Elderly Lab enjoys life as a local legend

Ask anyone in the small town of Castle Rock, Wash., and his status as legend becomes clear — for 18-year-old Labrador Retriever Bear Dog, not a day goes by without visits to old friends or chance encounters with new ones.

To tell Bear Dog’s story, as The Daily News has, is to tell the story of how, for nearly two decades, one very special dog has touched the lives of an entire town.

Bear Dog’s owner, retired trucker Don Caulfield, brought Bear Dog home as a 6-month-old puppy in 1996. Right away the amiable Labrador turned into Castle Rock’s social butterfly, fetching sticks for delighted work crews, attending sports games, and escorting children to their homes after school.

“Bear’s special to everybody,” local concession stand worker Janice Vinton explains. “Kids can maul all over him, and he just sits there and eats up every bit of the attention.”

The legend of Bear Dog became such a phenomenon in the Castle Rock area that out-of-towners made special trips just to meet the very special dog. Some people bring gifts for Bear Dog to Caulfield’s mobile home, hoping the now grey-muzzled Lab will join them on trail hikes. Others want to snap a photo. One of Bear Dog’s longtime friends, a man from Seattle, makes a trip down to Castle Rock every weekend armed with short ribs — a tasty snack for Bear Dog.

“Nothing amazes me anymore. When people show up and I don’t know them, I just know they’re probably there to see Bear,” says Caulfield. “How he got so popular, I don’t know. He done that himself.”

With so many friends, Caulfield is surprised that Bear Dog can keep track of them all. But the Lab’s proud owner says that once Bear makes a new pal, he will never forget them. That includes a local deer named Maggie, who during her lifetime would swim with Bear Dog in the river and cuddle with him on Caulfield’s porch.

Bear Dog’s advanced age comes with some health issues, Caulfield admits. Recently Bear Dog’s hind legs stopped working, leaving Caulfield to help the old pup around with an improvised sling. Caulfield thought he’d have to have Bear Dog put down, even going so far as to prepare a gravesite. But as if by some miracle, 18-year-old Bear Dog snapped his legs back in place after taking a spill down the front porch steps and now gets around just fine.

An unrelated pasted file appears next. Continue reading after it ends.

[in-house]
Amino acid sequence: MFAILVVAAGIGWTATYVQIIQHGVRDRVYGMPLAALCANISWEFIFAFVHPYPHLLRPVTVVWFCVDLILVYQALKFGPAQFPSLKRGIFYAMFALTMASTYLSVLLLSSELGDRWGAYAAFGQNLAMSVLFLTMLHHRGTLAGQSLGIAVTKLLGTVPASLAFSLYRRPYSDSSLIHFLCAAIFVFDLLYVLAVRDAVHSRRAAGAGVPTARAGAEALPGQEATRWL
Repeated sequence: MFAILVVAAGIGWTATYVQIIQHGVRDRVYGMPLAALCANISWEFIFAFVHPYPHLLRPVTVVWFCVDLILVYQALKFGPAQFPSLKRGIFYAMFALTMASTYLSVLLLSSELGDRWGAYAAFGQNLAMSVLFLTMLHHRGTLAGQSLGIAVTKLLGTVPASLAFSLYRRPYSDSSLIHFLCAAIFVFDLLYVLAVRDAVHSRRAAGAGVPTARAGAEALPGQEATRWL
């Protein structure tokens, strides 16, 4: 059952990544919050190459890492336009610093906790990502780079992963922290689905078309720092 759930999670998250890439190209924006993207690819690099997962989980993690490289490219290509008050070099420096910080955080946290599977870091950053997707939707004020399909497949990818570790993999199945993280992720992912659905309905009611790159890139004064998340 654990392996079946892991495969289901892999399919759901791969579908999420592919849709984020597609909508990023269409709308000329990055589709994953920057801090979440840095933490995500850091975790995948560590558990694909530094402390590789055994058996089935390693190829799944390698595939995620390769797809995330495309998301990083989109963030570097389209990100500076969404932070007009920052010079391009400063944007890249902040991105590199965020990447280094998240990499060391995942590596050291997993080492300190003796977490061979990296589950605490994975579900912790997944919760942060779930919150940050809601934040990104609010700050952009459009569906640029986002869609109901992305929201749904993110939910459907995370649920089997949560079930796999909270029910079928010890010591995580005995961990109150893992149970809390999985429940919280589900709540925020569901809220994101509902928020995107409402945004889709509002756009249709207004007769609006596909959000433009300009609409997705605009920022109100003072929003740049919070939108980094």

“Every time I think it’s time, he bounces back somehow,” Caulfield says, amazed. “I don’t know how he does it.”

After Castle Rock’s beloved black Lab had a heart attack while running across the nearby baseball field last year, Caulfield no longer lets Bear Dog venture that far. Of course that doesn’t always stop a very determined Bear Dog when he wants to visit one of his many friends and admirers.

“I tell him he can’t go, and I catch him sneaking out,” Caulfield explains. “He hears them kids, he’s gotta go. Them kids love him. They love him by the dozens.”

When the North County Recreation Sports Complex was erected near Bear Dog’s home, officials made sure to include a very important sign that stands as a testament to the lovable Lab’s impact on everyone he meets.

“No pets allowed inside baseball complex or on soccer fields,” the sign reads, but with one very notable omission for the sweet old dog that has become a kind of mascot: “except Bear Dog.”

Castle Rock’s Mayor Paul Helenberg explains that when construction began on the sports complex almost a decade ago, Bear Dog was right there alongside the crew, bounding through the fields nearby.

“He was just one of the guys who helped build it,” Helenberg tells TDN.com of Bear Dog. “He’s just been there all the time. He wanders through, he doesn’t bother anybody, he doesn’t beg. If they throw something out there, he’ll eat it. He’s just a nice, lovable dog.”

Mayor Helenberg says the day Bear Dog passes away will be a day of mourning for the town of Castle Rock, but the townspeople would never forget to honor the dog that licked their hand, cheered them up and walked them home over the years.

“It’s going to be real sad,” Helenberg admits. “We’ll do something special. We’ll probably put something up there on the hill, a monument.”

Source: TDN.com